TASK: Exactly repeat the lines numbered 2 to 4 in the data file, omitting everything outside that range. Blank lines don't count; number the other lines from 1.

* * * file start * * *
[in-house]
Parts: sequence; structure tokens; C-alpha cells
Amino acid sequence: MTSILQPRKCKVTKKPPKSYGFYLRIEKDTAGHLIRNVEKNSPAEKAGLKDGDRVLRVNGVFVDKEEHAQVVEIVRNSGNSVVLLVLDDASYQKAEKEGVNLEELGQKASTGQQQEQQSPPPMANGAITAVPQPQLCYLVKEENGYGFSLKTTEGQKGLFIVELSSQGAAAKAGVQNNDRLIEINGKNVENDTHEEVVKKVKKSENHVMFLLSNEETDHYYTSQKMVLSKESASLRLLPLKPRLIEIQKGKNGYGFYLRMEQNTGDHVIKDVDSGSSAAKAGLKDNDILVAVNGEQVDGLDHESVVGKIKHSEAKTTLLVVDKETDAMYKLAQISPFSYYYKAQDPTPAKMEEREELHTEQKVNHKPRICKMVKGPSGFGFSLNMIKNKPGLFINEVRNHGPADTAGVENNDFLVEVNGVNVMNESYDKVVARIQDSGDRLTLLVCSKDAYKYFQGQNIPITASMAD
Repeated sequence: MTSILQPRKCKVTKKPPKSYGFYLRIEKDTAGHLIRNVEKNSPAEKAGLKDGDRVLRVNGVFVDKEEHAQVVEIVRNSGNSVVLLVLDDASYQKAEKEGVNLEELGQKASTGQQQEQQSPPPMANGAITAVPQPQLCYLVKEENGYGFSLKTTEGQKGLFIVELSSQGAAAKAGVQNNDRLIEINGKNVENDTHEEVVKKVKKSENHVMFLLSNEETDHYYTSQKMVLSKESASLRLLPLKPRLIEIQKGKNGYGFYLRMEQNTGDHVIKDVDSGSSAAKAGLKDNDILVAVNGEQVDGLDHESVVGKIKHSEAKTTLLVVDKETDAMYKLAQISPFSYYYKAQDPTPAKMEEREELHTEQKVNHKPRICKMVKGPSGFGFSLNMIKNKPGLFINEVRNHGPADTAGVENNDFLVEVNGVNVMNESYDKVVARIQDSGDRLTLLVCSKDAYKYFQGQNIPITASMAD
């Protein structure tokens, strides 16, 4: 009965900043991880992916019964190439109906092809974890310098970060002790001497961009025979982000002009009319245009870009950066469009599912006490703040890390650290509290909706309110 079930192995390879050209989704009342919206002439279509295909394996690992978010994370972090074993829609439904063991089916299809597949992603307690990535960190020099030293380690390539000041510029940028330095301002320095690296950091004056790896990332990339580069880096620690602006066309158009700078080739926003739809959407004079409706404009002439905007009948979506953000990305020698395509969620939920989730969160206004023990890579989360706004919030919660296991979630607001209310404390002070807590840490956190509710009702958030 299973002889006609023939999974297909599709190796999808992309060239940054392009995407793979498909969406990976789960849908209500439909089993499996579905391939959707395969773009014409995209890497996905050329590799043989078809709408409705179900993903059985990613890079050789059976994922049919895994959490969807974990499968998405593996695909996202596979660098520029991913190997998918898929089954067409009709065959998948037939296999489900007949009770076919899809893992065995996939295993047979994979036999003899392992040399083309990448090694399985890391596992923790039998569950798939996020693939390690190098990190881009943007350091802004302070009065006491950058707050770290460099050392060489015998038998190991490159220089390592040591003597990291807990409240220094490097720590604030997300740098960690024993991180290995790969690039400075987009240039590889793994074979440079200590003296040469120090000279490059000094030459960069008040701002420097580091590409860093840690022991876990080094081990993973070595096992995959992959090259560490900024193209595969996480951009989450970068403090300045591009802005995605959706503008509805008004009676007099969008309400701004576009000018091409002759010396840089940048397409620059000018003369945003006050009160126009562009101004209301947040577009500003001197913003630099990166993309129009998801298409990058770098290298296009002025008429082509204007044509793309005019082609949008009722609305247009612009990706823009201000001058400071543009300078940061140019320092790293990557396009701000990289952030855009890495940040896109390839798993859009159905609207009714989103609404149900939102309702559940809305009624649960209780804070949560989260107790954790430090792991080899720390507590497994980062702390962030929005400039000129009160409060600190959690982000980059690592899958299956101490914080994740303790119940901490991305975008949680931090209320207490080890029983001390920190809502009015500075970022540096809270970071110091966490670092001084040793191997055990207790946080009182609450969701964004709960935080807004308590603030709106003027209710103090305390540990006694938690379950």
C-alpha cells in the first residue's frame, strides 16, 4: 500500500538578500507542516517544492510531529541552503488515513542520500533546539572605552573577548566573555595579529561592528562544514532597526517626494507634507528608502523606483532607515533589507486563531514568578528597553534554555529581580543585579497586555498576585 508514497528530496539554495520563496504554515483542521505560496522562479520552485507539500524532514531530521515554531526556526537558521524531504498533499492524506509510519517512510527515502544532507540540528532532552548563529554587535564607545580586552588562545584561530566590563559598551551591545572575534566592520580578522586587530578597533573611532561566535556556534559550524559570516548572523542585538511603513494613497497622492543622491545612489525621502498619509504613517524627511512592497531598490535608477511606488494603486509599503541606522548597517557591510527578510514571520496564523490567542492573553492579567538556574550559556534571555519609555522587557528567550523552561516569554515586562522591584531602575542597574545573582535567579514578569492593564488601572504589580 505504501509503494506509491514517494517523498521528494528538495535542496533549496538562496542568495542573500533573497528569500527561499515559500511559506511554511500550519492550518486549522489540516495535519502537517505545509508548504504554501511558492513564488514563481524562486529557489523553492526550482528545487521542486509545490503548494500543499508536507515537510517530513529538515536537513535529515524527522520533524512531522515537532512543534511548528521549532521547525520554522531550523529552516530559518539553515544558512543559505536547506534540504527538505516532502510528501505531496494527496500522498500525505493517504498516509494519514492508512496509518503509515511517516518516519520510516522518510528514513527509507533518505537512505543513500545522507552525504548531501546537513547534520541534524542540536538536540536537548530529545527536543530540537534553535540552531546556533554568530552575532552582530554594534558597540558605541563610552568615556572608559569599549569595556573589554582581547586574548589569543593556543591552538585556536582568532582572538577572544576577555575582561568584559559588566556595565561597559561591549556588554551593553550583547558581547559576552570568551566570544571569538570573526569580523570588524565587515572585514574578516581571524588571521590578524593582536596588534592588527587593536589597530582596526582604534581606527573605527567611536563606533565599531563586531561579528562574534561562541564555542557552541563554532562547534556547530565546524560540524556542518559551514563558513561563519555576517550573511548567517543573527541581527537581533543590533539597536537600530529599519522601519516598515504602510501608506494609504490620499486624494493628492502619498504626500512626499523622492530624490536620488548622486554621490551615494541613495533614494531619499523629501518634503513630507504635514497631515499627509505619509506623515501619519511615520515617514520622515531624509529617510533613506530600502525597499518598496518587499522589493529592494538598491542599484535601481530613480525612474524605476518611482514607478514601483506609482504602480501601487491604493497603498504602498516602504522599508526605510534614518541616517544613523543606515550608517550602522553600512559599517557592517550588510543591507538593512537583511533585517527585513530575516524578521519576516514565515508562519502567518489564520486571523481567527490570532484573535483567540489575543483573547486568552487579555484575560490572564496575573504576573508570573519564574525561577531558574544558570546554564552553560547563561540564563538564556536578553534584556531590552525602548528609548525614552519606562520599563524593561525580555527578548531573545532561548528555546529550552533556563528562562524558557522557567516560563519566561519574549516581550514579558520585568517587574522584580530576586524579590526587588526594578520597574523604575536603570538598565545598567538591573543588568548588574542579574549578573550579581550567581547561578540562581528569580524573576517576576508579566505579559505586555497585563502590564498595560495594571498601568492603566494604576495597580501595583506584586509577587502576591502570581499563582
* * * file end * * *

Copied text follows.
Parts: sequence; structure tokens; C-alpha cells
Amino acid sequence: MTSILQPRKCKVTKKPPKSYGFYLRIEKDTAGHLIRNVEKNSPAEKAGLKDGDRVLRVNGVFVDKEEHAQVVEIVRNSGNSVVLLVLDDASYQKAEKEGVNLEELGQKASTGQQQEQQSPPPMANGAITAVPQPQLCYLVKEENGYGFSLKTTEGQKGLFIVELSSQGAAAKAGVQNNDRLIEINGKNVENDTHEEVVKKVKKSENHVMFLLSNEETDHYYTSQKMVLSKESASLRLLPLKPRLIEIQKGKNGYGFYLRMEQNTGDHVIKDVDSGSSAAKAGLKDNDILVAVNGEQVDGLDHESVVGKIKHSEAKTTLLVVDKETDAMYKLAQISPFSYYYKAQDPTPAKMEEREELHTEQKVNHKPRICKMVKGPSGFGFSLNMIKNKPGLFINEVRNHGPADTAGVENNDFLVEVNGVNVMNESYDKVVARIQDSGDRLTLLVCSKDAYKYFQGQNIPITASMAD
Repeated sequence: MTSILQPRKCKVTKKPPKSYGFYLRIEKDTAGHLIRNVEKNSPAEKAGLKDGDRVLRVNGVFVDKEEHAQVVEIVRNSGNSVVLLVLDDASYQKAEKEGVNLEELGQKASTGQQQEQQSPPPMANGAITAVPQPQLCYLVKEENGYGFSLKTTEGQKGLFIVELSSQGAAAKAGVQNNDRLIEINGKNVENDTHEEVVKKVKKSENHVMFLLSNEETDHYYTSQKMVLSKESASLRLLPLKPRLIEIQKGKNGYGFYLRMEQNTGDHVIKDVDSGSSAAKAGLKDNDILVAVNGEQVDGLDHESVVGKIKHSEAKTTLLVVDKETDAMYKLAQISPFSYYYKAQDPTPAKMEEREELHTEQKVNHKPRICKMVKGPSGFGFSLNMIKNKPGLFINEVRNHGPADTAGVENNDFLVEVNGVNVMNESYDKVVARIQDSGDRLTLLVCSKDAYKYFQGQNIPITASMAD